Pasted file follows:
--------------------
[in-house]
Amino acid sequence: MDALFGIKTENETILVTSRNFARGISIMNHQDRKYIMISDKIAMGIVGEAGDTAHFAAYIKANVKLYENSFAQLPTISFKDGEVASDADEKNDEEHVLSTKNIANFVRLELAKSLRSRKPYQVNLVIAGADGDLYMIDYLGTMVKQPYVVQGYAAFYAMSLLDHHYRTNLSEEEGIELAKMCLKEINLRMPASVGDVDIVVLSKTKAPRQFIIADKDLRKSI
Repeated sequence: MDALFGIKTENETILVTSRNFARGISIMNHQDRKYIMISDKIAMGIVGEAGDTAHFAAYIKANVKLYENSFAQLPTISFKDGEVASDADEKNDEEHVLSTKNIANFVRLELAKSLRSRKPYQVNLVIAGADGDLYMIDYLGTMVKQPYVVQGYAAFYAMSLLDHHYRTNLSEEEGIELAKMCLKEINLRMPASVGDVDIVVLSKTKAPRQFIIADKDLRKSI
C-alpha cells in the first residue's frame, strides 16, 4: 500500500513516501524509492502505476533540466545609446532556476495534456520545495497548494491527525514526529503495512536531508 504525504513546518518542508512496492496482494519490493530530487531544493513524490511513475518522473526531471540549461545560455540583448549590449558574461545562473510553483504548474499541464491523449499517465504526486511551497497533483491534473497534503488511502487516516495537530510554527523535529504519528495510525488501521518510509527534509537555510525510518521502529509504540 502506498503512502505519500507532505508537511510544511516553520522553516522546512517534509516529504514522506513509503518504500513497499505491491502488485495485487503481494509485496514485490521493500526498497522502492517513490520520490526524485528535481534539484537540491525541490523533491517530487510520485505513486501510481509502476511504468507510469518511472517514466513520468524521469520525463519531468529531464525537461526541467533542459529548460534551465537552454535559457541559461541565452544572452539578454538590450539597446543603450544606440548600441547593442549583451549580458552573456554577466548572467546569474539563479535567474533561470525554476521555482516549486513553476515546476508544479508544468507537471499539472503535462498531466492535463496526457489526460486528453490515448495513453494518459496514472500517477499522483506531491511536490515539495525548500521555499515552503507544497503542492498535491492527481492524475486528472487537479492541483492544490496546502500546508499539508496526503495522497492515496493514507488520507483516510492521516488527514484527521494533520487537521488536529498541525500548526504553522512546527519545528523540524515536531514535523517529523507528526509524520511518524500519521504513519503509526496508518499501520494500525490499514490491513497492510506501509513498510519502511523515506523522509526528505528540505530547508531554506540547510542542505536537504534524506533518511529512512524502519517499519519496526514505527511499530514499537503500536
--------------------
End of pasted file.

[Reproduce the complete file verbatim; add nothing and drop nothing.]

[in-house]
Amino acid sequence: MDALFGIKTENETILVTSRNFARGISIMNHQDRKYIMISDKIAMGIVGEAGDTAHFAAYIKANVKLYENSFAQLPTISFKDGEVASDADEKNDEEHVLSTKNIANFVRLELAKSLRSRKPYQVNLVIAGADGDLYMIDYLGTMVKQPYVVQGYAAFYAMSLLDHHYRTNLSEEEGIELAKMCLKEINLRMPASVGDVDIVVLSKTKAPRQFIIADKDLRKSI
Repeated sequence: MDALFGIKTENETILVTSRNFARGISIMNHQDRKYIMISDKIAMGIVGEAGDTAHFAAYIKANVKLYENSFAQLPTISFKDGEVASDADEKNDEEHVLSTKNIANFVRLELAKSLRSRKPYQVNLVIAGADGDLYMIDYLGTMVKQPYVVQGYAAFYAMSLLDHHYRTNLSEEEGIELAKMCLKEINLRMPASVGDVDIVVLSKTKAPRQFIIADKDLRKSI
C-alpha cells in the first residue's frame, strides 16, 4: 500500500513516501524509492502505476533540466545609446532556476495534456520545495497548494491527525514526529503495512536531508 504525504513546518518542508512496492496482494519490493530530487531544493513524490511513475518522473526531471540549461545560455540583448549590449558574461545562473510553483504548474499541464491523449499517465504526486511551497497533483491534473497534503488511502487516516495537530510554527523535529504519528495510525488501521518510509527534509537555510525510518521502529509504540 502506498503512502505519500507532505508537511510544511516553520522553516522546512517534509516529504514522506513509503518504500513497499505491491502488485495485487503481494509485496514485490521493500526498497522502492517513490520520490526524485528535481534539484537540491525541490523533491517530487510520485505513486501510481509502476511504468507510469518511472517514466513520468524521469520525463519531468529531464525537461526541467533542459529548460534551465537552454535559457541559461541565452544572452539578454538590450539597446543603450544606440548600441547593442549583451549580458552573456554577466548572467546569474539563479535567474533561470525554476521555482516549486513553476515546476508544479508544468507537471499539472503535462498531466492535463496526457489526460486528453490515448495513453494518459496514472500517477499522483506531491511536490515539495525548500521555499515552503507544497503542492498535491492527481492524475486528472487537479492541483492544490496546502500546508499539508496526503495522497492515496493514507488520507483516510492521516488527514484527521494533520487537521488536529498541525500548526504553522512546527519545528523540524515536531514535523517529523507528526509524520511518524500519521504513519503509526496508518499501520494500525490499514490491513497492510506501509513498510519502511523515506523522509526528505528540505530547508531554506540547510542542505536537504534524506533518511529512512524502519517499519519496526514505527511499530514499537503500536